The Omaha guide. (Omaha, Neb.) 1927-19??, November 23, 1940, City Edition, Image 1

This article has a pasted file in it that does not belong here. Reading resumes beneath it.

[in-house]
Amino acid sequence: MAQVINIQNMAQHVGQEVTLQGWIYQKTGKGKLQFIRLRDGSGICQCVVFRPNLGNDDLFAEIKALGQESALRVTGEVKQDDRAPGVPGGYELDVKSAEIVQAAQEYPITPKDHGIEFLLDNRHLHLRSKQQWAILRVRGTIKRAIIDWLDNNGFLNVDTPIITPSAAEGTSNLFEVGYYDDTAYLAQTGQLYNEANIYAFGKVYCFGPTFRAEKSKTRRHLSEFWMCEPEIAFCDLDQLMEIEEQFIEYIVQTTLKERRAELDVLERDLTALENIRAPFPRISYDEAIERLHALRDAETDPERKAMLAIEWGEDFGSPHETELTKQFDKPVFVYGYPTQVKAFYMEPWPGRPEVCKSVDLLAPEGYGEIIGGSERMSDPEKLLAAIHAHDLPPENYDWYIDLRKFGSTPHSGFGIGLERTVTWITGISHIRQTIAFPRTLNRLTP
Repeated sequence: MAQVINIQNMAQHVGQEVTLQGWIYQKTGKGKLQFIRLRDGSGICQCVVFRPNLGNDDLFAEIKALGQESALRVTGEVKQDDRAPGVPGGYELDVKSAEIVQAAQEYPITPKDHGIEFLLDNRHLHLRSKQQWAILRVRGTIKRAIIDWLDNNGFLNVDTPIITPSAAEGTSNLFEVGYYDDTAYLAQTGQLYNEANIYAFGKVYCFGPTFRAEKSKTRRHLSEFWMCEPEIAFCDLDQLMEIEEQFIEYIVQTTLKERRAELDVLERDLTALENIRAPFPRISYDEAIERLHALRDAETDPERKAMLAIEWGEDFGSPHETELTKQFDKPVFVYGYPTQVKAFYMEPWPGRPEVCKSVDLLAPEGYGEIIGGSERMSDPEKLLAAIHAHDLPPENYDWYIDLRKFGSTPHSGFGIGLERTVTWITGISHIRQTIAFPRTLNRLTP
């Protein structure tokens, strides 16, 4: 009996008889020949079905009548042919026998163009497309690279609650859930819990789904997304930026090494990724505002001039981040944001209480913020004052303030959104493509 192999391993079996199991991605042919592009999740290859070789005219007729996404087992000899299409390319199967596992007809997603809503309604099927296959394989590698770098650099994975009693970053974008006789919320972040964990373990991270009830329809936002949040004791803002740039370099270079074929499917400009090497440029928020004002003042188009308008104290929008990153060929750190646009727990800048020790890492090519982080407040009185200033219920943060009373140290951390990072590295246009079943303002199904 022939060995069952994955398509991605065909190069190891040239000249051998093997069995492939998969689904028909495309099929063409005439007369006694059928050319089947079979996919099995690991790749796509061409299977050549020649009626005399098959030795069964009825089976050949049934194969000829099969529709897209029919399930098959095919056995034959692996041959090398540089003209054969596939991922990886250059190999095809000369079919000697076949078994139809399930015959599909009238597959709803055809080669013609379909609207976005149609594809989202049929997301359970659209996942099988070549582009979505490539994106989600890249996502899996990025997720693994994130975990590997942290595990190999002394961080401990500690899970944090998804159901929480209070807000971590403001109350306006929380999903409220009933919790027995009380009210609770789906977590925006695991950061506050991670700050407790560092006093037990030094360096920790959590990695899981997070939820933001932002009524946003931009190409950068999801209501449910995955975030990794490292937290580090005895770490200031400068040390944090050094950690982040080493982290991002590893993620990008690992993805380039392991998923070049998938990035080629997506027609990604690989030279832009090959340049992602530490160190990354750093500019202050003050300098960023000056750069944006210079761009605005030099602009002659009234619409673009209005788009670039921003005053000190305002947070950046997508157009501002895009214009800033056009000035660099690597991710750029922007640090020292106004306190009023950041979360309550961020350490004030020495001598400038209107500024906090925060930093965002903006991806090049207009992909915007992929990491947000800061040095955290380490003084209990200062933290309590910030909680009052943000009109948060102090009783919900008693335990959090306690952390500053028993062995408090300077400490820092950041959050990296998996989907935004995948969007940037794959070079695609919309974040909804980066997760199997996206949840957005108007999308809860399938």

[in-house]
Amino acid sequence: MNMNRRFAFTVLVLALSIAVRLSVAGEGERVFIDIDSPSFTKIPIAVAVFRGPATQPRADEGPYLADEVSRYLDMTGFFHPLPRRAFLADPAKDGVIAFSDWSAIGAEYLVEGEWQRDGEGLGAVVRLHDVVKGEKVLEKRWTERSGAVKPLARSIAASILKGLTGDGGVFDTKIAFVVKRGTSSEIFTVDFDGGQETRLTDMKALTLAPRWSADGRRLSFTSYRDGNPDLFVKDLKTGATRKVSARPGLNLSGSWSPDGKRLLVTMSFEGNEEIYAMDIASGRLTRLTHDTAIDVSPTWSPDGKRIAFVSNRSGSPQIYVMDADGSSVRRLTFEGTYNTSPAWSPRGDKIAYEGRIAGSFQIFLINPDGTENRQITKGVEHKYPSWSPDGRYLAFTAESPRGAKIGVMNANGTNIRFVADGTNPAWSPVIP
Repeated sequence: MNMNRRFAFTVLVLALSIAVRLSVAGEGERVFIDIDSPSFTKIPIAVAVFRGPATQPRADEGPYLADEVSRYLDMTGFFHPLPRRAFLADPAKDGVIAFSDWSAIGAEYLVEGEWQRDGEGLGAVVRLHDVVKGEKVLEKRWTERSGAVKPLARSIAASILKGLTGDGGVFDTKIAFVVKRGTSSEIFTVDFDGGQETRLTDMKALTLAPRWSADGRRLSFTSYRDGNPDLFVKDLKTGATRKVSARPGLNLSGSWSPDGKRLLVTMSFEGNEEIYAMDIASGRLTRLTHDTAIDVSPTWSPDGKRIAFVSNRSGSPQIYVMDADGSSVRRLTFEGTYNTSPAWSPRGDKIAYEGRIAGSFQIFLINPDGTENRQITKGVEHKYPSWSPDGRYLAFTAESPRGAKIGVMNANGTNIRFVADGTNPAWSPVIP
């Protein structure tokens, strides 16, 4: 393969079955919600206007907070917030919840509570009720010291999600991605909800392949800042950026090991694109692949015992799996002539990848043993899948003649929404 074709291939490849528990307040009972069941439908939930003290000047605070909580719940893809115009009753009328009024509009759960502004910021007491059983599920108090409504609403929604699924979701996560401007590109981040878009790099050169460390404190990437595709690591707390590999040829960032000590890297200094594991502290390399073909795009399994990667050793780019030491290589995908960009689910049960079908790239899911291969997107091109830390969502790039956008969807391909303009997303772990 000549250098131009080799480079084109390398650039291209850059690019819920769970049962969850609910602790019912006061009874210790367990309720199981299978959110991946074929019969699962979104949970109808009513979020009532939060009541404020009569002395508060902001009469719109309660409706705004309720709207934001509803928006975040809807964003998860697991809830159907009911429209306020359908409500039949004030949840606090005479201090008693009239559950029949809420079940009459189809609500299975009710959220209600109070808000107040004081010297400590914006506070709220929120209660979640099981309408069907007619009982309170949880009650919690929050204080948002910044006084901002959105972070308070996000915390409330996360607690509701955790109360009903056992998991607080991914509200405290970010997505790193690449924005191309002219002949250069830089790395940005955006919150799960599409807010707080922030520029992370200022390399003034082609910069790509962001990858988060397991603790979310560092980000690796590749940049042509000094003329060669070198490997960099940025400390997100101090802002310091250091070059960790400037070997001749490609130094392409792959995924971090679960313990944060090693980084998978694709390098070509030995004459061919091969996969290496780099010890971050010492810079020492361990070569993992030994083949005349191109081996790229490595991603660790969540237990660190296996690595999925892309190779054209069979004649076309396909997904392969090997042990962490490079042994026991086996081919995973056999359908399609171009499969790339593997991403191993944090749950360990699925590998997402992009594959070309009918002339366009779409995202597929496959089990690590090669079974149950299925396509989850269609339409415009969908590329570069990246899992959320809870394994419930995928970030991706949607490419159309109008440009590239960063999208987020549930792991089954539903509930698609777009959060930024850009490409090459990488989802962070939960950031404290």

LARGEST ACCREDITED NEGRO NEWSPAPER WEST OF CHICAGO AND NORTH OF KANSAS CITY —MEMBER OF THE ASSOCIATED NEGRO PRESS Entered as Second-class Matter at The Post office, Omaha, Nebraska, Omaha, Nebraska, Saturday, November 23, 1940 OUR 13th YEAR—No. 36, City Edition, 5c Copy Under Act of March 8, 1874—Business Phone: WE. 1517 _ _ ______ Knox Gets Protest On Arrest Of Negro Messmen Who Complain LAND GRANT COLLEGE PRESIDENTS HOLD SUCCESSFUL CONFERENCE Supreme Court Ruling On Residential Covenant Case Opens Up Hundreds Of New Homes To Chicago Negroes; HAILED AS BIGGEST SOCIAL VICTORY IN YEARS-1 CHICAGO, Nov 22 (ANP)—Hailed here as the biggest social victory in many years in tlhe U. S. Supreme court, the Carl A. and Nannie Hansberry decision handed down, Monday in Washington is expected to open up 500 new homes to Chicago Negroes in a district from which they previously have been barred. The high court ruling reversed an Illinois supreme court decision barring Negroqg from residence in tlhe old Washington park subdiv ision on the *tfc?e of the overcrowded Negro district. Stress was laid >t Monday* decision as a social victory in contrast with other decis ions of an educational nature or giving Negroes the right to a fair trial or personal safety. When Hansberry, a prominent realtor, and his wife bought property in the area along with other Negroes and moved in. suit was Drought by white property owners, signers of a restrictive covenant which barred sales of home* to Negroes for residential purposse. That was four yeans ago. Lower courts upheld the covenant and When the case reached the state supreme court, it was agani upheld on Oct. 15, 1939, on the ground that an earlier decision had declared such coven ants legal and therefore it could not again be challenged. Taking the matter to the United States supreme court, attorn eys for the Hanaberrys, including C. Francis Stradford, Alderman Earl B. Dickerson, Truman K. Gibson, Jr.. Loring B. Moore and Irv ing C. Mollison, argued last month that the restrictive agreement ras not effective since only 54 percent of the property owners had signed it whereas it stated specifically that 95 percent must sign to to be valid and binding, and that the Illinoi* supreme court ruling was unconstitutional because it deprived the Hansberrys of due procses of law as guaranteed under the 14th amendment since they were not parties to the earlier case The U'. S. supreme court opinion, written by Justice Harlan F. Stone and concurred in by all the justices, held that the earlier court proceedings did not control the present suit, and said the covenant (Continued on page ISP 2) Uncle Sam Gives $830,000 Back To Policy Kings | Washington, Nov. 21 (ANP)—Last March the Jones brothers, Chicago’s policy kings, were indicted on charges of income tax evas. ion. At that time federal agents seized assets which converted into cash and deposited in the United States treasury amounted to nearly $1,350,000. Monday it was learned that the government has turned back some of the money to the Joneses. The amount turned back is approximately $850,000. This rep resents wjhat was left of the original seizures after slightly less than $500,000 was deducted for taxes, interest and penalties back to 1931, plus an additional sum covering a more recent claim on their 1939 tax bill. According to a secret compromise agreement with the govern ment the criminal charges of tax evasion will be dismissed agamst two of the brothers, McKissack McHenry and George P. Jones- The third brother, Edward P-, regarded as the leader of the trio, will plead guilty whenever his case is called to trial, accepting whatever sentence the court imposes for a crime whose maximum punishment is five years in prison and a $10,000 fine. Julian Black, co-manager of Joe Louis, has been in difficulties with the government over income taxes, too. Recently he had to pay several thousand dollars in back taxes to escape more serious trouble. According to a reliable source, Black was one of the many wit nesses reported to have appeared before a federal grand jury investi gating the incomes of Chicago gamblers several months ago. For a time it was thought that Black received all the proceeds from a gam bling establishment known as the North and South, Blast and West club, but he was able to shoiw partnership with two others, Robert E. Jones and Sanders Scott, which reduced the government’s estimate of his income. It is also reported that Black was questioned about blocks of prize fight tickets, particularly tidkets to Joe Louis’ championship Douts, which William R. Skidmore, alleged political go-between for the gambing syndicate, is known to have passed out at various times to politicians in the city hall and the county biulding. The govern ment is said to have been anxious to know how Skidmore got them and whether they could be charged against him as another source of his income. Skidmore, who reputedly arranges for the protection Which makes policy and other forms of gambling possible, was indict ed on charges of income tax evasion and is awaiting trial. Fisk Jubilee Singers Are Coming On the night of Friday, November 29th, The World renowned Fisk Jubilee Singers will appear in public to offer their musical talent8 to the City of Omaha. They will appear here under the auspices of the Saint Philip’s Episcopal Church of which Rev. Stamms is the minister. The program will start promptly at 8 P. M. in the main audit orium of the Zion Baptist Church ,22nd and Grant Street. Soloist For Book Review Mrs. Minnie Herndon of Council Bluffs, Iowa, pill sing for the book review whidh will be «iven by Dr. Frank G. Smith at Clair Chap, el Church, Tuesday evening, at 8—November 26, under the auspices of the Modern Priscilla Art and Study Club Literary Dept. Mrs- C. K. Ross will also appear on the program. Mrs U. S. Matthews is chairman of the event with Mrs. Reuben C. Price, Pres. Tickets may be secured on the night of tihe review. The title of the book to be review is “How Green Is My Val ley”—by Llewellyn. DALLAS CITY C’UNCIL FORC. ES 2 COLORED FAMILIES TO MOVE Dallap, Nov. 22) (ANP) - Be cause of the action of the city council last week, two colored fam flies were forced to move from their newly purchased homes. The families involved are the George Johnsons and the C. L. Walkers who recently moved into a white neighborhood after having to va cate their former homes two months ago to make way for the new low-cost housing project now being built. As soon as the families moved into the white neighborhood their homes were stoned and) bombed, all this in spite of the police pro tection they Were supposed to have. As a result the city council vot ed $1,300 last week to purchase Walker’s bungalow and to move the Negro families. The money, was turned over to City Manager James W. Aston to whom the re sponsibility of ‘‘settling the mat ter” was given. Many colored citizens view the moving of the two families as “bowing to the mandate of the mob”, and fear that “this thing of conceding even one thing to mob rule is but the entering wedge fer the molb to ask many other illegal things’! They are greatly per turbed oven what the next move will be. GREENVILLE MAN CONDUCTS DEFENSE AT OWN TRIAL Greenville Nov. 2 2(ANP) — After he conducted his own de fense in proper legal fashion and convinced the jury he had no part in the automobile theft with which he was charged, I. B. Harris was acquitted of grand larceny in gen eral sessions court here Thursday. Harris presented his own wit_ nesses, cross-examined those pres ented by the state, and took the stand to testify in his own behalf. He was asked by Judge G. B. Greene: “Would you like to argue the case to the jury?” “Mr. Judge, your honor”, he said, “I hardly think that will be necessary”. It wasn’t. The jtlry returned in less than ten minutes with a ver dict of not guilty. , SCHOOL BOARD SETS DATE FOR HEARING IN KY. TEACHERS SALARY CASE Louisville, Ky„ —A ^bearing on the petition fijled with the local school board by Miss Valla Dud ley Abbington, a teacher in the Jackson Junior High School, who seeks to have her salary made e qual to that of white Junior High School teachers doing similar workt has been set for December 3, it was announced today by Pre ntice Thomas, her attorney. Mr. Thomas is representing the National Association for the Ad vancement of Colored People which is handling the case. Thur_ good Marshall, special counsel for the association, is associated with Mr. Thomas in the case. Miss Ab Ibington seeks to have her yearly salary increased from $1,490 to $1,750 the salary paid to white teachers of similar classification and experience. In her petition she declares that she is acting not only in her own behalf but also in behalf of all the Negro teach ers and principals in the puLlid schools of Louisville. FEDERAL CIVIL SERVICE CODE NOW BARS RACIAL DIS CRIMINATION Washington, Nov. 20 (ANP)_ Racial discrimination in hiring fed eral civil service workers was banned Wednesday by an order from President R/oosevelt. The new rule amended a section of the civil service rules which prohibits discrimination on political or reli gious grounds. Roosevelt’s order, representing the firtst general revision of civil service rules eince 1938. was is sued to bring employment policies in line with defense needs. It also reduced from one year to six months the probation period for new employes, during which they are eligible for transfer or promotion, and gave the civil serv ice commission authority to en force a bar against employment of perlsans advocating the over throw of conBtitutionol govern ment by force. DR. F. D. PATTERSON IN PLEA FOR TUSKE GEE AIRPORT Chicago, Nov. 22 (by Daniel J. Faulkner for ANP>—Tuskegee In stitute airport hysteria reached new height^ Tuesday morning when President F. D. Patterson, addressed an enthusiastic group of Airport Fund campaign work ers at Poro college. In championing the cause for airport withip( walking distance of the campus, Dr. Patterson plac ed great emphasi® upon his con tention that the Negro should be integrated into all plhases of Am encan democracy. Thq noted educator exclaimed, “If Tuskegee is successful in rais ing sufficient funds With which to develop the work in aviation, I am convinced that it will be a service to the Nctgroes of the na tion at large We shall through thig means be able to make avail able to the United States army an adequate number of efficient men who would be needed to est ablish a branch in this service. If this done another signal victory for the Negro in attaining full rtatus in American democracy will have been achieved. I ami sure that you agree with me that sudh a possibility makes this effort a worthy one." Among the other speakers were Dr. U. G. Dailey; Claude A. Bar nett; Col. J. C. Robinson; Percy R. Hines; Miss Janet Harmon Wa terford, veteran aviatrix: Dr. W. i D. Giles, and Daniel J. Faulkner, Brig. Gen. S. C. Dickerson, the general chairman, acted as master of ceremonies. U. S. CIVIL SERVICE TO HOLD EXAMS FOR VARIOUS DEPTS. Washington, D. C ,.Nov. 21 (A NP)—The following examinations were announced this week by the U .S Civil Service Commission: Chief Laboratory Mechanicj $2,600 a year (when actually employed) in the Cotton Hosiery Investigat ions> Bureau of Home Economics, Department of Agriculture; Prin cipal Translator. $2,600 a year, with optional subjects Portugese and Spanish. Full information concerning the above may be ob tained at any first-class post of fice. Also announced was an open competitive^ examination for the position of Inspector of Miscellan eous. Supplies, salary, $1,800— ' $2,000 a year. Place of employ . ment: Jeffersonville Quartermas. , ter Depotf Jeyfersonville, Ind. Ap ! plications for this exam may be 1 obtained at any firsts or second class post office in the States of Ohio, Indiana or Kentucky. >JOIN BUSINESS MEN IN DISCUSSION OF MUTUAL PROBLEMS (BY H .S. SMITH FOR ANP) CHICAGO, November 18—To secure a closer alliance between business and education was the theme which dominated the 18th an nual conference of Negro Land Grant Cadlege Presidents in Chicago, November 12-14. Bringing together some of the most outstanding Negro educators, business men, and government agents the entire question of how education, especially aK carried on by the 17 Land Grant Collesee, could aid in the economic life of the race by training workers in industry and business, increasing the actual purchasing power of the race, and generally interesting the college graduate in business as a vocation. —■—m BROADCASTERS AND MUSIC COMPOSERS FEUD SIZZLES AS DEADLINE NEARS Ney York City, Niv. 21 (ANP) This week, the controversy be tween the nation’s major broad casting stations and the ASCAP American Society of Composers, Authors and Publishers—wag the sole topic on Broadway and in Harlem, as the deadline neared for expiration of the contract be tween the composers and broad casters. ASCAP which ihas many famous Negro composers in its member ship charges the National Broad casting company and the Columbia Broadcasting system with trying to monopolize the “music” end of Hadio, and the broadcasters hurl the same charge at ASCAP. The networks and affiliated stations, it is said, are planning to boycott ASCAP after Dec. 31, when the old contract expires. To strengthen the proposed boycott and be able to send “independent” music programs over the ether waves, radio has organized Broad cast Music, Inc.. Ihas 250 composers at work, turning out swing tunes and other melodies to take the place of ASCAP tunes, ghould ‘the boycott become effective. Russell Clevenger, BMI director of public relations, explaining the controversy, said this week: “ASCA^1 has refused in 1940, as in the past, to deal with broad, casters on a “per program” bas is of payment when its music is played, but insists that broadcas ters pay a percentage of their en tire revenue, including that which they receive frt)m the sale of time for news, dramatics, sports and other non-musical programs. The broadcasters are willing to pay ASCAP, as a licensing auth ority, for programs using one or more ASOAP selections, but they are unwilling to continue to pay that omanization for programs that use no ASCAP mu^ic. 85 YEAR OLD WOMAN ATTENDS WPA CLASS Chicago. Nov. '21 (ANP> Bom of slave parents down on a Miss, issippi plantation, Mrs. Anna Hay es had never had a chance to go to school. But that had notning to do with her desire to learn, so when she heard of the WPA class-' es in adult education> slhe decided to enroll. At 85 she finds going to school a real pleasure, ome that she has no intention of giving up. BAND IS ORGANIZED AT VIRGINIA UNION Richmond, Nov- 20 (ANP) Ev ery afternoon from the music studio of the Martin E. Gray hull on the Virginia Union university campus strange sounds may be heard. These sounds represent the fulfillment of a “dream” that for speculation among the student body. For at long last tihe school has a band. At present there are 16 mem bers in the band who have been organized and ara directed by a Norfolk sophmore ,Dewitt Proc tor. M'i'3. Aldean W .Davis head of the music department of the school is their supervisor. 1 he only requisites for admission are knowledge of the fundamentals of music and familiarity with some musical instrument. Among the business men who presented tiheir problems to the conference was Dr. J. E. Walker, president of the National Negro Buteiness League, who like the message tq the conference of C C. Spaulding, president of North Carolina Mutual Life Insurance Company, stressed the wisdom of Booker T. Washington in emphas the race, and asked for a ’‘stream lined” adaptation of this great lea der’fc advice. James A. ^Jackson, special represenetative af the Es so Marketers, while discussing the purchasing power of the Negro as a basis for Negro businss, warn ed his audience of the danger of trying to create a separate econ omic setup and said our greatest problem was integrating our bus iness into the general national system . A great deal of emphasis was placed by the employers of Negro labor at the conference on the fact that at present the colleges are not doing much in preparing tne young Negro college graduate ei ther for business opportunities or encouraging them to seek these opportunities. '‘Dick” Jones, well known and successful Chicago business man, discused the prob lems and difficulties of retailing and the fact that special training is essential. Gilesi A. Hubert, assistant to the direction of the Director of the Rural Rehabilita tion division of the Farm Security Administration, spoke of t'he diff iculty of finding adequately train ed Negroes to administer the var_ ious local projects and outlined in detail the opportunities open to those who were even partially trained for the work. As one solution for the building up of Negro purchasing power the cooperative was suggested- Fol lowing a scholarly discussion of the problem of consumer educat ion by Dr. Bookei* T. McGraw, de partment of economics and busin ess odministration, Lincoln univ ersity, Mfcsosuri, Cornelius King, special assistant to the governor of the Farm Credit administra tion, spoke of the potential econ omics inherent in ooperative buy ing and selling. The concluding! address on this session was by J. H. Gadson, Jr., Georgia State In dustrial college, who told in prac tical terms what had been done at the Georgia school in the estab lishment of a faculty-student co operative store. National defense and the Negro port in this current movement, in a military way and economically was the theme of the banquet meeting. Dr. Rayford W Logan, Howard university, and Dr. Rob ert C. Weaver, National Defense council, were the speakers. The importance pf having the Negro play his proper role in the def I ense and preparation of our nat ion caused this session to be par ticularly interesting. While both speakers admitted the Negro had not yet received the opportunities wfhich are rightfully his, Dr. Wea ver was optimistic as to future de velopments. Dr. F. G. Clark, president of Southern university of Louisiana, was elected president o<f the As sociation of Presidents of Negro Land Grant Colleges, and R- B. Atwood, president of Kentucky State College, vf|is reelected sec retary of the association. On the executive council for the coming year are President R. S. Gross ely, Delaware .President W. H. Dell, chairman of the council from Alcorn, Miss., President S- D. i> - New York—A vigorous protest aoainfet the reportecj detention and punishment of nine Negro mess attendants attached to the U. S. S. Philadelphia was sent to Se retary of the Navy Frank Knox November 15 by the National Ass ociation for the Advancement of Colored People. The nine mien were reported in the press to have been placed un der virtual arrest with a view to punishing them for writing and signing a letter to the Pittsburgh Courier in Which they outlined the toeatment of Negroes in he Unit ed States Navy. The NAACP. letter declared to | Colonel Knox that the colored peo pie of thig country “are bitter a> bout the treatment of their men in the armed forces of the nation. We wish to enter a most vigorous protest against this action and to request you, as Secretary of the Navy, to intervene. ‘‘Tlhe Army has made some ges tures toward improvement, but the Navy seems unable to adjust itself to the times. This associa tion believes and urges once more —as it shall continue to urge— that the United States Navy main tained by the money of all the people> should tear down every re striction against enlistment and training, Which is based upon race, creed or color, and should open up enlistment in all branch es of the Navy to American citiz enh without regard to color.” The NAACP. letter upheld the action of the nine mess attendants in bravely signing their names to the published letter of complaint, asying they had done so, “in be lief that they had a just complaint Baying they had done so “in be lief that they had a just complaint which ought not be weakened by an anonymous letter.” Scruggs, Lincoln university, Mis souri; President F. D. Bluford, North Carolina A. & T. college; President W. R. Banks, Prairie View State College, Texas; Pres dent John M. Gandy, Virginia State College; President John W. Davis, West Virginia and Presi dent F. D. Patterson of Tuskegee BROTHERHOOD WINS INCREASE FOR ALT ON R. R. PORTERS As a result of a series of conf erences held with the Manage, ment of the Alton Railroad in Chicago, a contract was negotiat ed by A. Philip Randolph, Inter national President and M. P. Web ster, First International Vice Pres ident of the Brotherhood, and sign ed in tlbe interest of the ParloT Car Porter8 on the Alton Rail road. The contract' secured for the men a $6.00 wage increase per month. It also achieved a desir able regulation of the hours of wprk. The Agreement was sign ed in Chicago in the offices of the Alton Railroad Company by Mr. Randolph for the Brotherhood and Mr. Voorhees Vice President, for 9 the Alton Railroad Company. MEMPHIS BEGINS DRIVE ON SWITCH BLADE KNIVES Memphis, Nov. 20 (ANP) Memphis police launched a drive Tuesday night against carriers of swtich blade knives, arresting 66 persons in 10 Beale street estab lishments on charges of carrying a dirk and being a suspicious per son. Knives of all descriptions were taken from the suspects, among them many known as “Arkansas toothpicks”. Weapons of this de scription are knives with blades four to six inches long that have bbeni resharpened so much they resemble the general shape of a toothpick. Persons possessing nail ond pen knives were not molested. Commissioner Doyle said the drive was launched ‘to rid the city of all forms of lawlessness’’. LOW WAGE AND UNEMPLOY ED WORKERS MOVE The Low Wage and Unemploy ed Worker® Organization have moved to 1837 North 24th St. to the Church of Deliverance. Meeting will be held on Monday November 25tlh at 8 p. m. for the civic, industrial and commercial welfare of our people. The organizations urges all of the group to learn to bear each others burdens and make jobs for one another. The Rev. A. C. Oglesby will speak on Missionary Work. All WPA. workers are urged to join this organization for protection, and to get further consideration on the WPA. projects. V. Bailey P/Resident, Miss Celeta McFall, Sec’y .